Changing minds will not be easy
January 18, 2022
Changing minds will not be easy

A study commissioned by UNICEF on vaccine hesitancy in the Caribbean was released last Friday. Over 5000 people in six countries — Barbados, Dominica, Grenada, St. Lucia, St. Vincent and the Grenadines and Trinidad and Tobago — were interviewed in late 2021 to examine the extent of, and reasons for, vaccine hesitancy – and whether the minds of vaccine hesitant persons could be changed.

The study unearthed some interesting information which Governments may find useful in crafting messages which they hope will influence behaviour change. Their communications professionals will have their work cut out for them because the findings also laid bare certain contradictions among our people in relation to the vaccine which do not bode well for easy mind changing. Rather it seems that in some cases, the hesitancy is a push back against authority for reasons that have little to do with health.

In today’s edition, we carry two stories on pages 1 and 3 about some of the broad findings of the study, including the fact that of the countries surveyed, vaccine hesitancy is greatest in St Vincent and the Grenadines. We stood out not only for our reluctance to take a COVID-19 vaccine but also for being the only country where the majority of people surveyed said they were able to choose their vaccine of preference. That was true at the time of the survey and it is true today. Any eligible person may walk up to a vaccination centre anywhere in the country and request to be vaccinated against COVID-19 with either the British developed AstraZeneca, the American Pfizer, the Russian Sputnik or the Cuban Abdala – a veritable United Nations of vaccines! It could very well be that instead of having the desired effect of giving everyone exactly what they wanted, the choices overwhelmed some people to the point where nothing at all was chosen!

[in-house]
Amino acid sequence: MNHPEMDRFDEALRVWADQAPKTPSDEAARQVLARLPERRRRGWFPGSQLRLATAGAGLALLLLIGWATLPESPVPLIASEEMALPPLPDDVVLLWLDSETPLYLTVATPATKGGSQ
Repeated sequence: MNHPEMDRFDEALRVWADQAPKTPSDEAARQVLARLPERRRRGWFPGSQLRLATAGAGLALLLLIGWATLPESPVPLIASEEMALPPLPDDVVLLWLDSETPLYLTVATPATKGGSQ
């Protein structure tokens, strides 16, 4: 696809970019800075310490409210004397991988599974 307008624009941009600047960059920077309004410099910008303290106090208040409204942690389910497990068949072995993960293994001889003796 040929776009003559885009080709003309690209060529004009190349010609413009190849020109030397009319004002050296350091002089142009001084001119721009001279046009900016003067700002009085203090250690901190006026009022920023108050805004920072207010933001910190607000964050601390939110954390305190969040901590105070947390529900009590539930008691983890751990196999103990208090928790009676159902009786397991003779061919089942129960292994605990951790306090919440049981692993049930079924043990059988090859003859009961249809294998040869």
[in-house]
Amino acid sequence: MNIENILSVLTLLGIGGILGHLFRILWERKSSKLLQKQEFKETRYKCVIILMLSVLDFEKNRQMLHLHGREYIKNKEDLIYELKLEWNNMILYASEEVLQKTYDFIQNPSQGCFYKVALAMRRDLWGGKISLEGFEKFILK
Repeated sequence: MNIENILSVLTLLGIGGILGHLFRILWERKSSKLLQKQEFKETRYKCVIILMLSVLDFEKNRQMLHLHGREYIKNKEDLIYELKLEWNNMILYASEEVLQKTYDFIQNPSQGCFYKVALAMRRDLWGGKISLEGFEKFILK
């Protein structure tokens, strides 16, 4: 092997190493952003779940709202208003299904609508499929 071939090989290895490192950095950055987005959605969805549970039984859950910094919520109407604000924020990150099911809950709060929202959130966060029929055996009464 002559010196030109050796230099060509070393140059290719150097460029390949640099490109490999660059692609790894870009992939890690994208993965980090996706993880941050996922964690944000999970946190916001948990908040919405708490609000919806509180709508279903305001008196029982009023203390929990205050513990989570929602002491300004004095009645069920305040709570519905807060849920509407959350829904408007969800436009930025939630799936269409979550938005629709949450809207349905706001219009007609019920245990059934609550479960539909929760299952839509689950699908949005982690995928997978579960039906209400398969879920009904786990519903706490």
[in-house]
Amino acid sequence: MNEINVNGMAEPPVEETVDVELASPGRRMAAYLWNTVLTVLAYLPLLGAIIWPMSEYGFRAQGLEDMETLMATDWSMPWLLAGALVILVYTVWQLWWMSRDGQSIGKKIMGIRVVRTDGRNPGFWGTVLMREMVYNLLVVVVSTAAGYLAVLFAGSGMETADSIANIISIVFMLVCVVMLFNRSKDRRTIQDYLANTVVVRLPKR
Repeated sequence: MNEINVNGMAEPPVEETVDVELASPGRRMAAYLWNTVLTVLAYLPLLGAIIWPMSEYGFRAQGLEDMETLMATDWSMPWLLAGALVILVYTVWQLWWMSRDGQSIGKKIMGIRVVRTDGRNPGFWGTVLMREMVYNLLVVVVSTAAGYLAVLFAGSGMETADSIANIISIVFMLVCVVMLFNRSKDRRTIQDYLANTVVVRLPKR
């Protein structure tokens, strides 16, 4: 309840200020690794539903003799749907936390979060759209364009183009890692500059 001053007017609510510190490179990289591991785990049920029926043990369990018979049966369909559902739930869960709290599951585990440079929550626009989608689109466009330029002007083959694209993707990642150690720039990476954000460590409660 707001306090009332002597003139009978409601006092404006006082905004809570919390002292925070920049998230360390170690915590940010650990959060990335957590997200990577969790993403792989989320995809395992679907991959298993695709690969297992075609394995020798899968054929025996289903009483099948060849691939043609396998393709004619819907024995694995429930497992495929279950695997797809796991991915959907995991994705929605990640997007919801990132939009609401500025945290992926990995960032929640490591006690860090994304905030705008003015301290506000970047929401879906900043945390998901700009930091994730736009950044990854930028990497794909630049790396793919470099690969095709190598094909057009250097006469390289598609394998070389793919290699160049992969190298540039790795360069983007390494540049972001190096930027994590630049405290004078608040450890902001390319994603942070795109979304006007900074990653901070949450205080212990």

CADRES, the organisation that conducted the survey noted that across the region, there is anecdotal evidence that unvaccinated persons are more likely to oppose the government. This is no coincidence.

Unfortunately, too many of our people regard taking a COVID-19 vaccine as subjugating themselves to the will of the Government, rather than participating in a public health measure. The messaging that this group of people needs to hear must come not from ministries of health, but the political leadership of Opposition parties who have been in most cases shirking their responsibility to help to wrest our nations from the grip of the pandemic.

Finally, most of the unvaccinated persons who participated in the survey said they were hesitant because of mistrust of the vaccines because they did not know what was in them and because they were fearful of the long-term effects. But interestingly, the second highest motivation for taking the vaccine was if it was needed for work or travel. This reveals another contradiction because if one is fearful of the vaccine, that fear could not be that deep seated if it could be brushed aside merely by the promise of work or travel.

We wish the various implementation agencies across the Caribbean all the very best with the design and implementation of strategies that we hope will bring about the behaviour change we need to beat back COVID-19.